Was ‘protecting’ Tibetans through this process needed to secure their co –operation to do interviews?
Russell: I don’t think it was actually. One of the challenges of making work across cultures is being able to clearly communicate the media politics of it. You can tell someone this is what we intend to do with the film. It’s not like you would hand someone a contract saying ‘would you sign this release for us’ because it doesn’t really work that way. It’s also challenging to say we are going to show it at film festivals, its going be online and VOD because they are not going to know what you are talking about. So I think it’s important for the filmmaker to take the responsibility level much further working within this situation. So we had developed a communication via our contacts there to help us gain access in the field but I think because of that it was necessary for us to push as far as we could to protect those sources.

As the film touches upon the commercialization of the event through the amount of people filming the event, how would you address possible accusations that you as filmmakers are complicit in filming the burial yourselves? Did you plan to use the style and cinematography to separate your ‘filming’ from that of ‘tourists’?
Cinematographer Drew Xanthopaolous
Russell: I think we have tried to approach it in an observational style. I think the difference comes in context however. If that criticism were to be made I would say that the images from people who are participating on a tourist level are different from our film are different from our film because they express no conversation with the Tibetan community. Those images don’t have the interviews we have done and don’t look at themselves. As you have seen the film, I intentionally left in a moment where we put the camera way and see us walking around implicating us as observers. I would be surprised if any of the tourists turned the camera upon themselves and said ‘I am bearing the witness to this and the effect of having a camera here is changing the event in some small way. So I hope there is a reflexivity in the way we have shot it. But really it all comes down to context and the scope of how you look at the event.

With regards to the sound design / aesthetic did you attempt to capture a tone that represented ‘Buddhism’ in Tibet as a region? What concepts did you brief the sound design around?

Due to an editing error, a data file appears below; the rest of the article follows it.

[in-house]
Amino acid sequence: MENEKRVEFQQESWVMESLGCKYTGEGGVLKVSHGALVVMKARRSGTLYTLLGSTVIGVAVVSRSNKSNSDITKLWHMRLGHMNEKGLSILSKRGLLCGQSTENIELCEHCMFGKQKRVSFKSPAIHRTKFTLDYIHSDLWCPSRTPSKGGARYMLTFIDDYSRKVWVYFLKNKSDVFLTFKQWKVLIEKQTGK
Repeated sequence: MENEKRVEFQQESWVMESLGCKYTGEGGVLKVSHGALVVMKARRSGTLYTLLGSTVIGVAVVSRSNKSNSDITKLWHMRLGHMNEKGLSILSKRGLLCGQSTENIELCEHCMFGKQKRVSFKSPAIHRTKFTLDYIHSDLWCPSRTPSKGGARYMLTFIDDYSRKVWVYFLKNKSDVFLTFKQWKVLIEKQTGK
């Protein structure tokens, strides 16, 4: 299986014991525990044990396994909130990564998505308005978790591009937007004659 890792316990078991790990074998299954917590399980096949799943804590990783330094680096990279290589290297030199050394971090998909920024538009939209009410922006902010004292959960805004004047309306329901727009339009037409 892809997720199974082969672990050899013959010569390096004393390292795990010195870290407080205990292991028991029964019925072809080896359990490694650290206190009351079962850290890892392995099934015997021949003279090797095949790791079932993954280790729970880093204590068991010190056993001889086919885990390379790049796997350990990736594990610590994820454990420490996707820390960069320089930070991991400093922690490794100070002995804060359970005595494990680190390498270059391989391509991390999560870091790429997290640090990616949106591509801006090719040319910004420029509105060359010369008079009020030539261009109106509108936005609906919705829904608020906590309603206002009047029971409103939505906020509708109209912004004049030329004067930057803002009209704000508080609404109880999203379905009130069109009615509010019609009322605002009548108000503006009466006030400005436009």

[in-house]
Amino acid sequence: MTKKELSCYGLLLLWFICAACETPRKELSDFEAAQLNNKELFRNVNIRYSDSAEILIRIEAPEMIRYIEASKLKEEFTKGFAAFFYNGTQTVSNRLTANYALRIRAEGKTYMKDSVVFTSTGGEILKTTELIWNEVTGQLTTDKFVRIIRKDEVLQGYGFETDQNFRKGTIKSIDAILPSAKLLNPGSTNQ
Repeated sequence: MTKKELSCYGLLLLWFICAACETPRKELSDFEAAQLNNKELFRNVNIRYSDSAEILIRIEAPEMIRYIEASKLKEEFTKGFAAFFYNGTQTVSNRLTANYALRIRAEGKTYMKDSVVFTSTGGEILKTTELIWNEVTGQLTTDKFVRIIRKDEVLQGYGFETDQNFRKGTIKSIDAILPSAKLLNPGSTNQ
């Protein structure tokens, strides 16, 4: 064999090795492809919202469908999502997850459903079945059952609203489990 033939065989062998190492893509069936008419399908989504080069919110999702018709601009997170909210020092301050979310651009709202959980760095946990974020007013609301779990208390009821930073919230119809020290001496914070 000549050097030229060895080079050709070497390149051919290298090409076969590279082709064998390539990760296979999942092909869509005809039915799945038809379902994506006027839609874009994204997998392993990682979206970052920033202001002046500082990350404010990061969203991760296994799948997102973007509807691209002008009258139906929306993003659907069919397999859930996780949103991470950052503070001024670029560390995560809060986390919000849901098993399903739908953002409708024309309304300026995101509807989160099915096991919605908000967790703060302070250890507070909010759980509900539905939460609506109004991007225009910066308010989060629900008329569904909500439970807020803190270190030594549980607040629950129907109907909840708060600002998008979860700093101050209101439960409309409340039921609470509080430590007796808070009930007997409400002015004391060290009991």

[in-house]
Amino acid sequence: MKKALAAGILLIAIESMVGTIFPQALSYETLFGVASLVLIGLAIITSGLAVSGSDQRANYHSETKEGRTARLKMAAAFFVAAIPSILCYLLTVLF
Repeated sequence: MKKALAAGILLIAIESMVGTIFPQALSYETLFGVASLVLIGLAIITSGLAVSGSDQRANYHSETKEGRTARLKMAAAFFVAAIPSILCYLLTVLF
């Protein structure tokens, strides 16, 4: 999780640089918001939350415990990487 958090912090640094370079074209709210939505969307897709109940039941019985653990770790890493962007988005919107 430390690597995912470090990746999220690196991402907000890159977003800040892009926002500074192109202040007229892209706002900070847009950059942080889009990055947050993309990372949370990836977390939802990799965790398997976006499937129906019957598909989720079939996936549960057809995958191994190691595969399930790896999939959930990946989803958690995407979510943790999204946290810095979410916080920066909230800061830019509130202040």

Russell: I think that what the goal of the film is (in 21 minutes if you can) is to try to first acclimate the viewer to the way a Tibetan would view Sky Burial. So have the viewer learn it on Tibetean terms and then challenge that understanding with the new influx of commodifying this culture via tourism. So I think that the soundscapes helps us do it. We worked with the composer on the film Hanan Townsend and although we didn’t really intend it at first we spent 9 months working on the score for the film and it’s only a 21min film with 3 pieces of music but it had quite an evolution. We talked a lot about the sound being married with the landscape and almost being the ‘voice’ of the earth. 
Drew (Cinematographer):  The discussion I and Russell had about the aesthetics of the film was that we knew it was going to have a huge spiritual component talking about Buddhism and ‘Sky Burial’ and its relationship with nature, so we chose an aesthetic which was very omniscient, objective, grounded. It’s not one that is ‘shaky’ and uncertain but an aesthetic that sits patiently and watches things happen and that felt like a really appropriate way to represent the culture we were shooting. After we spent time with them it felt like the tone of the Tibetans we met and spoke with. It wasn’t one of confusion, or outright anger. Their foundations were as solid as the earth that they walked on. 

I suppose this would be especially fitting with the thread of ‘reincarnation’ that defines Sky Burial as an important cultural rite...
Russell: Absolutely. There are very subtle touches in the score including human breaths that interact with the wind and those moments come as were are entering the burial in the film and leaving the human body at the end of the film. I think the film itself follows an arc of life. I guess the point is to represent the Sky Burial as Tibetans see it and not as we see it. I think we tried to approach the film as ethnographic as possible an approach with this sort of thing, which I acknowledge and think is just an aspiration. We had the opportunity on the edit of the film before we signed off on the picture lock from the inhabitants from the village and their feedback was very valuable, properly communicating the weight of the Burial and its spiritual intention.

Did you also feel responsibility to avoid ‘sensationalism’ when producing images because when I saw the footage of the Sky Burial I didn’t find it shocking but through Reddit it is instantly a lot more a lot more visceral?
Drew (Cinematographer): We quickly realised that there were certain images that even we couldn’t look at, so therefore an audience couldn’t really look at. So we changed strategy for the next Sky Burials that we tried to come up with artistic ways to imply what was happening. 
Russell: There was definitely a preference what we were able to show and not able to show. Showing a face of a dead person would be in bad taste and insulting to the family.